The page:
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London 2012: The Three Kings of the London Games

TAGs: London Olympics, Michael Phelps, oscar pistorius, sports, Usain Bolt

phelps bolt pistoriusNow that the 2012 London Olympics has closed its curtains in spectacular fashion, now’s the time to acknowledge the three athletes that not only made a name for themselves in their respective sports, but also became the three biggest talking points of the past two-and-a-half weeks. Two of them showed their dominance in their sport while one just showed the unyielding power of the human spirit in the face of adversity.

Rest assured, the stories from London 2012 will go down in lore as some of the finest moments of the modern Olympics, highlighted by two men who staked undisputed claim to being two of the greatest athletes we’ll ever see in our lifetime and one man who became a world-wide inspiration for the rest of us.

Michael Phelps’ unrivaled medal haul

22 medals, 18 of which are of the gold variety. If there was every any lingering skepticism surrounding Michael Phelps‘ Olympic dominance before the 2012 London Games, all that was squashed one stroke at a time as Phelps cleaned up yet again with four gold medals and two silver medals in London. With his latest medal haul, Phelps wrestled the title of most decorated Olympian in history from Russian gymnast Larisa Latynina. It’s hard to imagine one dude being so absolutely dominant in his sport the way Phelps seemed to accomplish in his Olympic career. Now that he’s announced – or claims to, at least – his retirement from Olympic competition, there’s no denying that his legacy as the most decorated Olympian in history will last for generations to come.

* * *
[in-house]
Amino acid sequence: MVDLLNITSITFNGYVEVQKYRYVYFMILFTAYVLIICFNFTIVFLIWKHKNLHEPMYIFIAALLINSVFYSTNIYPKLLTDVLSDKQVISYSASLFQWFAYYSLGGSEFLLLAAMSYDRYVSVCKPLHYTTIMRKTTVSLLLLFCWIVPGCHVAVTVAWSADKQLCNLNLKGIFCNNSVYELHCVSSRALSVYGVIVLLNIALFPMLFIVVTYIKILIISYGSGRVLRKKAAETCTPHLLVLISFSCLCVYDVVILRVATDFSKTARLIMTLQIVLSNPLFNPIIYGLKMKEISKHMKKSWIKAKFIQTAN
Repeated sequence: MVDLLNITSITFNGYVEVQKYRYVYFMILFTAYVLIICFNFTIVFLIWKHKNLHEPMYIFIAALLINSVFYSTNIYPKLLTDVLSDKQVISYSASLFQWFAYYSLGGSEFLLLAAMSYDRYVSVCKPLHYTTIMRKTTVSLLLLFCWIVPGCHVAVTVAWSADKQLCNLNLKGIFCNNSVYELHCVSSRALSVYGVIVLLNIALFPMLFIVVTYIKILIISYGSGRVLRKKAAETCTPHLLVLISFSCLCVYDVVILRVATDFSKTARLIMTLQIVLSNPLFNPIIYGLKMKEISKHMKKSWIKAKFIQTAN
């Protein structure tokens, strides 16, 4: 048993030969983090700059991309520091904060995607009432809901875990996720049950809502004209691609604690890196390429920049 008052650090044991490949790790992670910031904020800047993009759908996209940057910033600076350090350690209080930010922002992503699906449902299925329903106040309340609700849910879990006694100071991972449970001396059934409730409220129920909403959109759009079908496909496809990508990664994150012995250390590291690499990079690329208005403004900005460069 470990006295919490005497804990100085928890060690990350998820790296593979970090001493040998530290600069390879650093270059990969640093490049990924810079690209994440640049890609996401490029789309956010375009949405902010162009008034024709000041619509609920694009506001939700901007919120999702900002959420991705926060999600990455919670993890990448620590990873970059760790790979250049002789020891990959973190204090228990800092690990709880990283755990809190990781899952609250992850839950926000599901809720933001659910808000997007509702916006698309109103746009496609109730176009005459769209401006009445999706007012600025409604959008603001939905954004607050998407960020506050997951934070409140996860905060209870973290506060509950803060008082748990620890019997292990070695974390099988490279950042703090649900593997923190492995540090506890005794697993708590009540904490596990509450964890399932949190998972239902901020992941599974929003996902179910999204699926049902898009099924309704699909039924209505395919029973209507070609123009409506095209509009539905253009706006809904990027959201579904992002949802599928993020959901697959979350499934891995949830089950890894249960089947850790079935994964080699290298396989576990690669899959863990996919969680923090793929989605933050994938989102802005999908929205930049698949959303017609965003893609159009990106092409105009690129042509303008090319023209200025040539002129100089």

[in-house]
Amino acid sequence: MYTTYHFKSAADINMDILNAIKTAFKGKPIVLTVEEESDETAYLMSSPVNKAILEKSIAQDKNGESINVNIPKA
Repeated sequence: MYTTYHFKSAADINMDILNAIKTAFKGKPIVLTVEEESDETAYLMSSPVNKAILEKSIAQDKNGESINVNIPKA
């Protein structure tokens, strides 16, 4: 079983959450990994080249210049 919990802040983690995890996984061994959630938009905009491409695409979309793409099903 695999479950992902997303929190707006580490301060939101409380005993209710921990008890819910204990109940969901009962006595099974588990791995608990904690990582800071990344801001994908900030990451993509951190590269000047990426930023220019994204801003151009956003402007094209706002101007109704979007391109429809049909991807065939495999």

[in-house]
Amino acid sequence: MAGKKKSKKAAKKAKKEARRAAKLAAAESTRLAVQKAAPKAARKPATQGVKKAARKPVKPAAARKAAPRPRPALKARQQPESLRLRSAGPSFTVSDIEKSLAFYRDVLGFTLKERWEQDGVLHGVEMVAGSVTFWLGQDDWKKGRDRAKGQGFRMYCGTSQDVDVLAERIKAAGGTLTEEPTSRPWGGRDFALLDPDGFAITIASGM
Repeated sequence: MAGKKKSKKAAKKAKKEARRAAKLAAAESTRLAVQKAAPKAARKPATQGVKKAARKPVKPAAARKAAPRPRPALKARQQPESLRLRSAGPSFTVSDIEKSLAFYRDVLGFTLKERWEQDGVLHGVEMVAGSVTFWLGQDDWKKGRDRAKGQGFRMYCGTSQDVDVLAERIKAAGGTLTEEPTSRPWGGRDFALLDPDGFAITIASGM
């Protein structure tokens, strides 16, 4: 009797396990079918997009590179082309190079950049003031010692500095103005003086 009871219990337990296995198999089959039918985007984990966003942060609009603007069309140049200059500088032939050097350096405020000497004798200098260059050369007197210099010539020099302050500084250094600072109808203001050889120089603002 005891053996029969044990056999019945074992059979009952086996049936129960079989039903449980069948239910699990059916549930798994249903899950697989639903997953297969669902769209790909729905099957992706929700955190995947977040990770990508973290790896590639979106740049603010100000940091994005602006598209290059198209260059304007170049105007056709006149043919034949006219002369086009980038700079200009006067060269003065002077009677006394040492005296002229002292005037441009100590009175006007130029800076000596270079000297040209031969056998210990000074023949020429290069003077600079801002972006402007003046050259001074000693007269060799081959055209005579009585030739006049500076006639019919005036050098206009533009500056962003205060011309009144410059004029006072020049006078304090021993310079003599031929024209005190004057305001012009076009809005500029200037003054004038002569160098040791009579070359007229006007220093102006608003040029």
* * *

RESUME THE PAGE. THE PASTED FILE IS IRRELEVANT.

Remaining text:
Lightning strikes twice for Usain Bolt

If there’s one man that can claim co-billing opposite Michael Phelps as the headline during the 2012 London Olympics, it’s the fastest man in the world, Usain Bolt. Heading into the 2012 Olympics, a lot of people, including the person writing this piece, had doubts about Bolt’s chances of defending his 100m and 200m titles. The Jamaican sprinter certainly didn’t help his case at the Jamaican trials when he finished second in both events to countryman Yohan Blake. But just like his record-setting performance in Beijing four years ago, Bolt once again overpowered his competition, including Blake, to win both the 100 m and 200 m events. In doing so, Bolt became the first man to defend his Olympic crowns and as a final exclamation point to his mind-blowing showing at the Olympics, Bolt helped his team win the 4×100 meters relay to complete his three gold medals at the Games. Dominance, thy name is Usain Bolt.

“Blade Runner” inspires

Oscar Pistorius will forever be remembered as one of the most inspiring stories of the 2012 London Games. And he didn’t even win a medal. The South African sprinter became the sixth handicapped athlete to complete in the Olympic Games, and together with South Korean archer Im Dong-hyun and Polish table tennis player Natalia Partyka, became the symbol of what we all try to grasp when we’re asked to describe the power of the human spirit. Forgive the cliche and the downright cheesiness, but when you watch a dude with carbon legs, a legally blind archer, or a table tennis player with no right arm, all compete for the glory of their countries, you can’t help but feel a little lump on your throat in appreciation of what these three “differential abled” athletes managed to accomplish despite the obvious handicaps they were facing.

You want to talk about inspirational athletes? Pistorius belongs on top of that list.

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